For 628 reviews, this critic has graded:
  • 47% higher than the average critic
  • 1% same as the average critic
  • 52% lower than the average critic
On average, this critic grades 3.9 points higher than other critics. (0-100 point scale)

David Denby's Scores

  • Movies
  • TV
Average review score: 66
Highest review score: 100 Beasts of the Southern Wild
Lowest review score: 10 Dreamcatcher
Score distribution:
  1. Negative: 47 out of 628
628 movie reviews
    • 71 Metascore
    • 80 David Denby
    Red Eye, which is exactly eighty-five minutes long, has been made with classical technique and bravura skill, and it's leaving moviegoers in a rare state of satisfaction.
    • 85 Metascore
    • 80 David Denby
    Not one of Scorsese's greatest films; it doesn't use the camera to reveal the psychological and aesthetic dimensions of an entire world, as "Mean Streets," "Taxi Driver," "Raging Bull," and "Goodfellas" did. But it's a viciously merry, violent, high-wattage entertainment, and speech is the most brazenly flamboyant element in it.
    • 88 Metascore
    • 80 David Denby
    Up
    The movie is packed with lovely jokes, some of them funny in inexplicable ways.
    • 58 Metascore
    • 80 David Denby
    Some of the episodes are ripely satirical, others almost heartbreaking. Allison Janney appears as a coarse drunk who taunts her kids; Maggie Gyllenhaal is a pushy New Age mom whose aggressive virtue saps the strength of everyone around her.
    • 43 Metascore
    • 80 David Denby
    It’s a well-crafted, handsome period piece, and pleasant to watch, but the intensity of an obsessional style--something that matches Florentino’s crazy single-mindedness--is beyond Newell’s range. The director of “Donnie Brasco” and “Four Weddings and a Funeral” doesn’t paint with the camera; he doesn’t seize on certain visual motifs, as he should, and turn them into the equivalent of a lover’s devotion to fetishes.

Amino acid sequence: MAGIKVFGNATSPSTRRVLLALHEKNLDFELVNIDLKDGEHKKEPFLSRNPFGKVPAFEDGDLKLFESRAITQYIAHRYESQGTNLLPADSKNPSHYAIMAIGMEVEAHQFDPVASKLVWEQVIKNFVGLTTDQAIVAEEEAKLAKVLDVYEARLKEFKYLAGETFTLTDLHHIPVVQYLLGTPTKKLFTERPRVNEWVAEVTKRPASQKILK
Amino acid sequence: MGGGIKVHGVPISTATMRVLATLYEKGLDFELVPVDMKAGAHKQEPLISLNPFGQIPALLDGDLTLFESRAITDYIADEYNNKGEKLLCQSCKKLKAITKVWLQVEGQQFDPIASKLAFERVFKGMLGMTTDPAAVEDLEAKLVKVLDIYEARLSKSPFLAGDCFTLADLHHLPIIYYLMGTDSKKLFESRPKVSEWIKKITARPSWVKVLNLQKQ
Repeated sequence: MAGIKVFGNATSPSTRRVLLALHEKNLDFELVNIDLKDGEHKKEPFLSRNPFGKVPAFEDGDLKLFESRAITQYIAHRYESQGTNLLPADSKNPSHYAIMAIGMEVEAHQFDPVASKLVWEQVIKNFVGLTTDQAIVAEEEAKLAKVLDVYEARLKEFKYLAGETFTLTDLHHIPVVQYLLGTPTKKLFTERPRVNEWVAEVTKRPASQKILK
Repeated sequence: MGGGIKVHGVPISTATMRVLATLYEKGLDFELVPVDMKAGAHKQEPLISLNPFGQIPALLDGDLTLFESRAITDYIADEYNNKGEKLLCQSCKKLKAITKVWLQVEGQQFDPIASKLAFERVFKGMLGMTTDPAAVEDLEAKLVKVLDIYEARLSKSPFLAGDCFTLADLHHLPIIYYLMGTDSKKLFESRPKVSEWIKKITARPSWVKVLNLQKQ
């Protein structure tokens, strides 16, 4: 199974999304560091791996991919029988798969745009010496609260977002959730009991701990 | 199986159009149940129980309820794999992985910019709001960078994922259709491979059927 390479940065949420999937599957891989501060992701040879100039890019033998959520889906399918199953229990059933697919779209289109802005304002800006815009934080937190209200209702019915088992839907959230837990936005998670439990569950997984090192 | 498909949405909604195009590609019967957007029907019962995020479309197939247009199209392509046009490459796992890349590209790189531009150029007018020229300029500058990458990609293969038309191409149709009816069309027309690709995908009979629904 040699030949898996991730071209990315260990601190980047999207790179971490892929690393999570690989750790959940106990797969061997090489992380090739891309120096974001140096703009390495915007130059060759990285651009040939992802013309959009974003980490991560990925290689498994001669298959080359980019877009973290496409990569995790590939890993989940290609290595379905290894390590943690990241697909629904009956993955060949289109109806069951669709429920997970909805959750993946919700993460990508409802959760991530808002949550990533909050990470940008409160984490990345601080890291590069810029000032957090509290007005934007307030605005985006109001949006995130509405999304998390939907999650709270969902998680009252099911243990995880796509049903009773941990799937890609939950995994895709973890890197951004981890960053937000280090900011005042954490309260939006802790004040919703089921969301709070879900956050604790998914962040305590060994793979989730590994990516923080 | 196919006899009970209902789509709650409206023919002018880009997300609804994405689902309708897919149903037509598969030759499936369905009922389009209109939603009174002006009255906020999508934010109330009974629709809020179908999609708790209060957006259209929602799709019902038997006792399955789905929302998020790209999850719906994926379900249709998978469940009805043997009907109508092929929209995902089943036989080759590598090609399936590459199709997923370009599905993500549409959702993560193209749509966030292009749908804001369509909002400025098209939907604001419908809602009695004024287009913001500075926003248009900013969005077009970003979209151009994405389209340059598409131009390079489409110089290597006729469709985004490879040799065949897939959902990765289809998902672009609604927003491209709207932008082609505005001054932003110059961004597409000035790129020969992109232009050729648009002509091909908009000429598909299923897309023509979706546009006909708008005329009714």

• 70 Metascore
    • 80 David Denby
    The actor Tony Goldwyn, directing his first movie, and working from a fine screenplay by Pamela Gray, beautifully captures a moment in which the straitened moral world of the lower-middle-class Jewish characters is beginning to open up -- with necessarily painful results.
    • 75 Metascore
    • 80 David Denby
    What happens at the dam, filmed at night, with only shimmering light, is the most nerve-racking sequence in recent movies. Reichardt, despite the film’s absences, has achieved an impressive control over the medium.
    • 64 Metascore
    • 80 David Denby
    The movie is a methodical and entirely absorbing thriller, featuring a complicated plot (Brian Helgeland adapted the Michael Connelly novel) in which clues are carefully planted, and understanding slowly gathers in the mind of the hero. [19 & 26 August 2002, p. 174]
    • The New Yorker
    • 66 Metascore
    • 80 David Denby
    This square movie, at its best, is very powerful.
    • 79 Metascore
    • 80 David Denby
    A seriously scandalous work, beautifully made, and it deserves a sizable audience that might argue over it, appreciate it -- even hate it. [1 April 2002, p. 98]
    • The New Yorker
    • 63 Metascore
    • 80 David Denby
    The movie re-creates Sam's miserable days with enough sympathy to come within hailing distance of such emblematic works of American disillusion as Arthur Miller's "Death of a Salesman" and Saul Bellow's "Seize the Day."
    • 64 Metascore
    • 80 David Denby
    The sinews in Holly Hunter's neck and arms tighten like cables hauled in by a winch; she's all wired up, and in Richard LaGravenese's lovely comedy about loneliness in New York she uses the tension as a source of comedy.
    • 71 Metascore
    • 80 David Denby
    Shot by shot, scene by scene, Mann, whose recent work includes “Heat” and "The Insider," may be the best director in Hollywood. Methodical and precise, he analyzes a scene into minute components.